So he was done with running. But running did not have enough of Shunsuke just yet. One of the related companies to the bakery went sour, the parent company went bust, and he was out looking for a next chapter. The economy was not flourishing either. And then he got the call.
“Come run for us” they said. It was the Japanese defence forces. A bit of the old running talent goes well for soldier talent. And so he joined, and was running again. As a soldier.
But the same thing happened again. His heart was playing tricks on him, his superiors did not really buy that, and he was told it’s all in his head. He was about to quit again.
But then he got a chance to have an operation. The doctor was skeptical, as it was still not clear what the condition was, but there was a chance. He went for the operation, and it worked – maybe the problem was all in his head, but the operation seemed to have done wonders, and the problem never came back since.
Shunsuke went to run after the operation – and felt like he discovered a new world. He never realized before how much fun, what a great feeling running can be. He was still mainly focused on the same semi-long distances, mainly up to 20km. This time around, he got the chance to join the army’s team that was tackling the fuji-climb relay race. He got the difficult part of running from 2,000m to 3,000m elevation. And he did well. Really well.
One of his seniors, seeing the result he came in with suggested that he can be really good in mountain type of running. Guess you can say he discovered his true calling.
The way to try out the theory was to join such a race and see what happens. So he joined the next Hasetsune race (AKA Japan mountain endurance race). It was a new experience for Shunsuke – it was running at night, it was cold, raining throughout the race … and came in 3rd.
He realized how much he enjoyed the experience, the hardships, the stimulation, … the win! He found his turf, and he knew it. Never looked back.
Not long after, he moved on from his soldier career to the corporate world, and until recently was working for a company that helped IT workers to deal with stress. Throughout he was training and racing – taking a whole bunch of championships, getting a few sponsorships (not that those pay the rent), and winning some more. Got into supporting and consulting event organization.
Seminars started thanks to his day job, actually. Helping stressed employees recover, his company had a facility in the mountains. He got to organize a few light trail-running seminars there as part of the program, and got high on the positive feedback he received from the participants. Seeing how much they enjoyed it, and how thankful they were for the experience did something to Shunsuke.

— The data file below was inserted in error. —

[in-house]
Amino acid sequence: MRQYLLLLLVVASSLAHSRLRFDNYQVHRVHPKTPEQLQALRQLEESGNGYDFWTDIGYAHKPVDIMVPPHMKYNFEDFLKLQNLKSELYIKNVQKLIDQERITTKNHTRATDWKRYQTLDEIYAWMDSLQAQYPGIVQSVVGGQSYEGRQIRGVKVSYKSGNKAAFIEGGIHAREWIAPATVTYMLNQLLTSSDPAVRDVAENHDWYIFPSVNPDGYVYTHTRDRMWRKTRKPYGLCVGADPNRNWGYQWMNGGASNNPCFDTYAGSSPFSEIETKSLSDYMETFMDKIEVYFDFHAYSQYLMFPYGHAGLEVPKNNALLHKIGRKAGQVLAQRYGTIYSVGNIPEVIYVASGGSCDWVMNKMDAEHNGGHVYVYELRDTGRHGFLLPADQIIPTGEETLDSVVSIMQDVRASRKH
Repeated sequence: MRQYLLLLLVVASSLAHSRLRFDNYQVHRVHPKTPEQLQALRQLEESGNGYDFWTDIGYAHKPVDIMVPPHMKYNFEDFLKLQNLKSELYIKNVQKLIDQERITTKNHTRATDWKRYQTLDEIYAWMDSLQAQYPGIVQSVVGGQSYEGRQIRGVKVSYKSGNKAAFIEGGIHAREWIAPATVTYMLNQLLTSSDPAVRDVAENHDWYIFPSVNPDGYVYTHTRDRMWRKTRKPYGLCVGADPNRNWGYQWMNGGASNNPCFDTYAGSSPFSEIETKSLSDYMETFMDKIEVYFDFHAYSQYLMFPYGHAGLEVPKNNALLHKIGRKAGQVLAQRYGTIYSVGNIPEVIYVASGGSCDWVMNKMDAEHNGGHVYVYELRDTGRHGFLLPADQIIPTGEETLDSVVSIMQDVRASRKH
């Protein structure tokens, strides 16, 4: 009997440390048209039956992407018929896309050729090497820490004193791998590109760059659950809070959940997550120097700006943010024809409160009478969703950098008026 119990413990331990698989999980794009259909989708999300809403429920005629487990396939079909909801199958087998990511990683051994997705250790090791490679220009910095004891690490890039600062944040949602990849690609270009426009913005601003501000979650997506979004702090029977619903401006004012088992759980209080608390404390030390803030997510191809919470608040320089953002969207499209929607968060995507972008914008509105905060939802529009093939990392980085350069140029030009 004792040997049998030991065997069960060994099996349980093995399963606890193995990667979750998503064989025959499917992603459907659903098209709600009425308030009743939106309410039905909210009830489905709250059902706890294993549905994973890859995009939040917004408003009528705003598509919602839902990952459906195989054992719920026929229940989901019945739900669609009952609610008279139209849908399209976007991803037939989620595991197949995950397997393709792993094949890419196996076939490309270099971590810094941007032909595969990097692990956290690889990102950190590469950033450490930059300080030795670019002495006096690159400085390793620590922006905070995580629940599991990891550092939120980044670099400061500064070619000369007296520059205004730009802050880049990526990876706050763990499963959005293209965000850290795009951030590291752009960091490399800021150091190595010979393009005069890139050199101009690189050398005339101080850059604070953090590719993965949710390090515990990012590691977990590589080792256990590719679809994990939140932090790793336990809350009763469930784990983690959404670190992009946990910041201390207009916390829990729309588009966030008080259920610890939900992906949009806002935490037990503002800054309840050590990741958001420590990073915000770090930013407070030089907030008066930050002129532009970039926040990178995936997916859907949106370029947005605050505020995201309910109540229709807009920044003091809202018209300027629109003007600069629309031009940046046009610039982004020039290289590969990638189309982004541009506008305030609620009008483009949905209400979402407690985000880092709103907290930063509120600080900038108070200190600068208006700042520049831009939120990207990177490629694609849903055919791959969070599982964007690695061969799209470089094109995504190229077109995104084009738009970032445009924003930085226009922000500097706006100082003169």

Later on, the company stopped providing those seminars, but Shunsuke already knew that this was something he wanted to continue and do. Organizing such a seminar or a race is a lot of hard work, but the reward of seeing the participants’ satisfaction and positive reactions, getting a thank you from the local community – he finds to be bringing him strength and motivation – the passion to continue and do more.
These days, with Fun Trails, he is organizing both seminars for different levels of runners, and some races across Japan. Shunsuke says that while he expects to continue doing both, he enjoys the seminars much more. In smaller groups, he can give proper attention and customize for each participants’ needs, interact with everyone, and being able to support them at a much higher engagement level.
Do you need Passion
To wrap up things, I circled back to the philosophical side of things, trying to probe Shunsuke’s brains both as an athlete and a trainer, on whether Passion is really a needed component, or just a nice word, and try to check if it has any significance other than such things as having a dream or a vision.
Perhaps not of much surprise, the immediate answer is “yes”. You need passion. Shunsuke does not think you’ll be able to get very far without a passion to succeed. You may have the right build, balanced body, what have you, but without that strong motivation, you will not be putting in everything you can (remember his initial definition?), and not likely to get very far.
It is definitely true for him, and it is also something he clearly sees in people that come to his seminars. I tried to make it a bit more difficult, challenging his ability to know if some of his “mentees” have the passion that it takes, but Shunsuke feels pretty comfortable that he can see that – talking to people, seeing how they act during the seminars, what they are looking for, how eager they are to learn and absorb anything they can from him.
Passion, Vision, or a Dream?
For Shunsuke Passion is what takes him through the next race. It’s the short term drive to go get it. Vision is looking and planning 2-3 years ahead. And finally a Dream is the image in your head of what the end result will look like ultimately.
If you happen to be in Japan, and would like to get into one of Shunsuke’s seminars (in Japanese) or races, check out his website.
If you just want to keep track of Shunsuke, become a fan and see how well he does next year in the UTMB, I’d suggest checking out (and Like!) his personal or Fun Trails Facebook pages. Finally, this is where you can find Shunsuke’s blog.